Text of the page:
Shipping costs spike put lower interest rates at risk

The rise in global shipping costs could spell bad news for the fight against inflation, with the risk that interest rates could stay higher for longer.

Shipping costs have soared and some rates have trebled in recent months, with disruptions at two vital links – the Red Sea and the Panama Canal.

The Red Sea has faced disruptions due to attacks on shipping by Yemen’s Houthi rebels, while the Panama Canal has faced low water levels.

ASB senior economist Mark Smith said the impact on inflation would depend on how long shipping costs stayed up.

He said weak demand meant the inflation impact would be lower than the Covid-19 supply chain crisis from 2021-23.

But he said the worry was that if the recent increases in shipping costs continued, it could reduce the likelihood of inflation falling below 3 percent by the end of the year.

It meant interest rates could stay high for longer.

“That’s a potential risk if this pick up in shipping costs flows through to a generalised increase in inflation. That is certainly the case – that it is a risk,” Smith said.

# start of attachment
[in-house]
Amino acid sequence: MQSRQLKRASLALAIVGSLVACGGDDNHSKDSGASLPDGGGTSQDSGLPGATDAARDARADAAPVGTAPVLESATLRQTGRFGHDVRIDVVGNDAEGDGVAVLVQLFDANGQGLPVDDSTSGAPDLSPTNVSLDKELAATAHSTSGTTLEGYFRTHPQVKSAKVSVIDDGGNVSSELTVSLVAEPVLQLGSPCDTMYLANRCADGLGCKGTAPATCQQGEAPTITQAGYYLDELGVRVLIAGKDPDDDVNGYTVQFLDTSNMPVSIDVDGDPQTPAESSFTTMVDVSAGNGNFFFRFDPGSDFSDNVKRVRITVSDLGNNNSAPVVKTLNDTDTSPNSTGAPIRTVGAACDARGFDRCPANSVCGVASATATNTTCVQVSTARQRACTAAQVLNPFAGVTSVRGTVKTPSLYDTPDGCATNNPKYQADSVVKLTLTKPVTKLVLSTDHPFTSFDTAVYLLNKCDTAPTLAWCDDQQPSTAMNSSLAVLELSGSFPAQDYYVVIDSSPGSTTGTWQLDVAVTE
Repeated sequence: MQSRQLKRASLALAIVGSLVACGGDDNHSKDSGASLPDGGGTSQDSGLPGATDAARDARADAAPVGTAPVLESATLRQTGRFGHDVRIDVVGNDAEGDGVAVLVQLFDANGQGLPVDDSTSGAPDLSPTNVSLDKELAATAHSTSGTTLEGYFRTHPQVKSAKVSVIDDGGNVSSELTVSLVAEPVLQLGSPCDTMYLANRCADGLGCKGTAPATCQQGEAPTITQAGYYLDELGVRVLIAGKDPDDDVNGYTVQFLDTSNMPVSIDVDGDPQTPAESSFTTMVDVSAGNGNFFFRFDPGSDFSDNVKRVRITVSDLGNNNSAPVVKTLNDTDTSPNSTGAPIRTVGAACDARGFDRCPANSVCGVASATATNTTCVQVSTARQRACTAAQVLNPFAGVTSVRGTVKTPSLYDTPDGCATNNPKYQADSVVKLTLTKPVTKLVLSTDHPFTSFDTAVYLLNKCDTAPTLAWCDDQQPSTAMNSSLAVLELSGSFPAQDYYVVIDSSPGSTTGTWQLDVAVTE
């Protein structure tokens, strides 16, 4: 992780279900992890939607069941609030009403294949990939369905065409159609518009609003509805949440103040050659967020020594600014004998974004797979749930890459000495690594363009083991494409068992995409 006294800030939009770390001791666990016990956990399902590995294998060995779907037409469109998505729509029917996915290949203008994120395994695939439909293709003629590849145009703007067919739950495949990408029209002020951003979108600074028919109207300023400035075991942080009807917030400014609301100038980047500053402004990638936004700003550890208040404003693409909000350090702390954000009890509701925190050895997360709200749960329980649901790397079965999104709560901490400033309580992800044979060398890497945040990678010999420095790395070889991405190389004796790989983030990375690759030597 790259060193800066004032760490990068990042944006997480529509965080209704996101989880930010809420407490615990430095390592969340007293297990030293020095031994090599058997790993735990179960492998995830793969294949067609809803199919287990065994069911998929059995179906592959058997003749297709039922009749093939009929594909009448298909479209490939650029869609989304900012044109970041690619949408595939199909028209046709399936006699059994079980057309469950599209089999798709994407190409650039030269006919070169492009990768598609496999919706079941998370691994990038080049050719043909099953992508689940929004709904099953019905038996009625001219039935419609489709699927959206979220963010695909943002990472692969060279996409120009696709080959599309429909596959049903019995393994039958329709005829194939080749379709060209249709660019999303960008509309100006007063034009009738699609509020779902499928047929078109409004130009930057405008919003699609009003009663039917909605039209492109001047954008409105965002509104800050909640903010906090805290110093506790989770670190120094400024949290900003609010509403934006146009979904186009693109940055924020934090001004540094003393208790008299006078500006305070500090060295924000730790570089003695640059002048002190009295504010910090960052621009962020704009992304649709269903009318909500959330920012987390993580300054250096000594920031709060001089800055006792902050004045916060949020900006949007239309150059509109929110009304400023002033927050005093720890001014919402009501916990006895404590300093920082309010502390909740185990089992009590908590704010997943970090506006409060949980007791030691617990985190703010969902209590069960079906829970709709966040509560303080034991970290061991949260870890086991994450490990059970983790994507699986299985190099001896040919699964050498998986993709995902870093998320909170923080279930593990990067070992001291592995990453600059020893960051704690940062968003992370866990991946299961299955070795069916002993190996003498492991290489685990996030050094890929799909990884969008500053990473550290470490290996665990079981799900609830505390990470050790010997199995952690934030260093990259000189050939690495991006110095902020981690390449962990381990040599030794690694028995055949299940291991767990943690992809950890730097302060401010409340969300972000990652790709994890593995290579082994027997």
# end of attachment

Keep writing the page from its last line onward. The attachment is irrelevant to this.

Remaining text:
“But our view though is that the consumer demand environment now is weak, and we do not think this will have a generalised impact on inflation.”

Smith said the Reserve Bank (RBNZ) knew that such price shocks would temporarily increase inflation, but also made people worse off, poorer and would weigh on economic activity.

“Freight is only one of the costs impacting consumer prices and firm profitability. Labour cost pressures – which usually constitute a larger portion of firm costs – look to be cooling,” he said.

Smith said the next RBNZ move would be a cut, and ASB maintained its forecast of a rate cut in February 2025.

ASB continued to forecast New Zealand headline inflation to dip below 3 percent this year despite the upside risk from shipping costs.

According to the news on Radio New Zealand

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